Yes, friends, all of this Rais-on-St. Noir stuff is straight out of Island Paradise – and just as unwanted. Seriously, the Rais Daemon material has absolutely nothing to do with the novel proper, and comes off like Robert Rimmer attempting a “black radical voice” for large stretches of the narrative. We get long excerpts of Rais’s much-ballyhooed “Walk Before God,” a speech delivered behind bars and later published in various newspapers. We get long narratives from Rais’s point of view about various beliefs, political, religious, and etc, and of course how wrong they are – just like Bren, Rais Daemon knows everything there has ever been to know. Just ask him! And what’s more, writing as a black character gives Rimmer freedom to use all manner of racist epithets; he especially does this when writing from Merle’s perspective.

But when Book Two opens, about two hundred pages in, we discover that Rais has been hiding in St. Noir, where he’s fostered a revolution which inadvertently caused the crash of a 707, killing all 160+ passengers! All that is save one – Laura Stone, a white lady who was the only survivor, and who Rais came across while he was paddling his getaway boat away from St. Noir! But that’s not all – Rais has taken the girl captive, as a representative of all white society he’s against, and plans to ransom her, but meanwhile he’s caring for her (complete with disgusting description of how he’s cleaned her off, due to her menstrual period) and falling for her – oh, and Laura Stone, not that Rais yet knows it, just happens to be the sister of Bren Grattman!

Now we have the makings of a sure-fire melodrama. Too bad it has absolutely nothing at all to do with the novel. I mean, there’s even a part where Merle goes to St. Noir to find Rais, only to discover he’s sleeping with her kid sister, and when Rais informs Merle he’s heading off on his fishing boat with her sister and it’s time for Merle to go back to the US, Merle chases after him, friggin’ sticks her hand down his pants and grabs his dick, and screams “It’s mine! It’s mine!” as she slides along on her knees after him, still holding onto it as he walks away. So as you can see, Rimmer can in fact write trash when he wants to.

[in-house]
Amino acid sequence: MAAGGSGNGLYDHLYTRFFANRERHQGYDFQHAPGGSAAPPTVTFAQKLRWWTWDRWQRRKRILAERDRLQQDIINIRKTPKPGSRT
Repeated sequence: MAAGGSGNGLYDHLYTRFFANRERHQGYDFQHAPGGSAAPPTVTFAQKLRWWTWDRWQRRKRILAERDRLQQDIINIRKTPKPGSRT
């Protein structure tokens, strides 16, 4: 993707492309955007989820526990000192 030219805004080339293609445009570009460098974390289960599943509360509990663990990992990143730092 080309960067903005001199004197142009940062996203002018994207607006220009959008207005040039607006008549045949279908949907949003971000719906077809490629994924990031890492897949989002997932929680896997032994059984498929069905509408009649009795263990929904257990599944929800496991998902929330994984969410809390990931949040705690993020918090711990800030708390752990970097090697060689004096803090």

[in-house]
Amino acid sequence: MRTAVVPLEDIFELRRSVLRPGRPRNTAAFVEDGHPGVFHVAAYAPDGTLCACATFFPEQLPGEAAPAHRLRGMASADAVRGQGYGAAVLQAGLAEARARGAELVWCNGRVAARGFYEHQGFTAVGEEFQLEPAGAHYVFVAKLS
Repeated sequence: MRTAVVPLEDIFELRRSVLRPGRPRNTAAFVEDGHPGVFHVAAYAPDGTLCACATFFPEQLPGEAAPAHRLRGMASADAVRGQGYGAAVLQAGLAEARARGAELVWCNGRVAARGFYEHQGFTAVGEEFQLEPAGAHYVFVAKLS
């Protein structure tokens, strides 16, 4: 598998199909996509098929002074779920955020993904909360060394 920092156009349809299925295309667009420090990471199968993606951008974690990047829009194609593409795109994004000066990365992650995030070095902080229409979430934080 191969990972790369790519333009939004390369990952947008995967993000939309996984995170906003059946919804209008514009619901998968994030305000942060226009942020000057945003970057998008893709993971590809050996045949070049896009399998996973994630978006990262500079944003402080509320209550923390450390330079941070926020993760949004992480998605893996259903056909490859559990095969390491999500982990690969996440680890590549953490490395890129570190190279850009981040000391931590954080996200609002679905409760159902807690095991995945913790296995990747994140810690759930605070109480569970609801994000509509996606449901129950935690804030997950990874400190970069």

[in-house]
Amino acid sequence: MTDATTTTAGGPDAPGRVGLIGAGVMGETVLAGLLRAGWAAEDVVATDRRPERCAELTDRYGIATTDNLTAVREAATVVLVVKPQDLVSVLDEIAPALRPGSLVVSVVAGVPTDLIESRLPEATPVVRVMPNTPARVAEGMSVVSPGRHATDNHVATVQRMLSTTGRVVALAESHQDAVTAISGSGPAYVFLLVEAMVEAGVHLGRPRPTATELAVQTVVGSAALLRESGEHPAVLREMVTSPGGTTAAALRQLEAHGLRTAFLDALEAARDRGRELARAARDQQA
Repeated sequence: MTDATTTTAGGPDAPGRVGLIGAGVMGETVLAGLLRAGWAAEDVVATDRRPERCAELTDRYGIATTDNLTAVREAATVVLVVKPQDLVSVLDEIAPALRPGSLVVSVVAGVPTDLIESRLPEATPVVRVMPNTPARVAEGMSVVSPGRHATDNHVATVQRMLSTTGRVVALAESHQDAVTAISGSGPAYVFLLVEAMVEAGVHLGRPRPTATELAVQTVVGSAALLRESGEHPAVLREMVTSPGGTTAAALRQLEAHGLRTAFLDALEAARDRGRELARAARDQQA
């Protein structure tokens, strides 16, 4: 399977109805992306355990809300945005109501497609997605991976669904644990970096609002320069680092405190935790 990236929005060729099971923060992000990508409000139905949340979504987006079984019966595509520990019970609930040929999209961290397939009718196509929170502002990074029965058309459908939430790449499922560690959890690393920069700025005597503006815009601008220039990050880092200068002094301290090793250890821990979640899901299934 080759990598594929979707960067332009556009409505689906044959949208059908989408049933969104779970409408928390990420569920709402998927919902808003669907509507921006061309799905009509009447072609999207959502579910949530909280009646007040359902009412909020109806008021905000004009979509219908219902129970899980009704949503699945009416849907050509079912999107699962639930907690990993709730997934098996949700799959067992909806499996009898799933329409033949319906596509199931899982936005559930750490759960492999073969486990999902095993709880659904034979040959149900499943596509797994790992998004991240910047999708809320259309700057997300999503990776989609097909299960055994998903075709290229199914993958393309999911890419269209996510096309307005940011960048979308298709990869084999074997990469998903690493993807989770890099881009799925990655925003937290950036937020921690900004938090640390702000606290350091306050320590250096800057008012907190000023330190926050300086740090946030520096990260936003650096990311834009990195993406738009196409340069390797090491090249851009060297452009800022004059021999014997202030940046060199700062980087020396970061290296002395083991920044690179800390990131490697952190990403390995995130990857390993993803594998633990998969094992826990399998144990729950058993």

It’s strange, though, because the Rais/Laura storyline seems to be lifted whole-hog from one of those “Savage Desire” or whatever Romance novels that were all the rage at the time, stuff like The Savage Sands and the like, where a civilized woman is abducted from her home by some “barbarian” who eventually breaks down her ladylike and puritan values until she becomes a “fuck machine” – Laura’s words to describe herself, in fact, in a transcript of her own, which she puts onto audio tape on the island upon which Rais Daemon keeps her prisoner…though a willing prisoner. But this whole section is just so weird in that it has nothing to do with the novel and indeed could come off as a novel of its own, the snobbish and arrogant married lady in her late 30s who falls in love with a younger black man on a deserted island.

All of which is to say, there are moments of Trash Mastery here and there in the novel, but for most of it they are obscured by the societal engineering of the Premar initiative. And it truly is disgusting, as these kids are molded into perfect little socialists – football and other sports are eschewn, as the Premar board specifically wants to drum out competitiveness. The kids are ordered to record their thoughts every single day, and to listen to the recorded thoughts of the others in their specific group, so that there are no secrets and everyone knows what everyone else is thinking. They are also told what to wear, but for the most part they are ordered to show up for group events naked. They have to take baths together. Each day they have to take part in a “Human Values” class in which they go over the (Premar admin-mandated) reading list and discuss all in an open environment.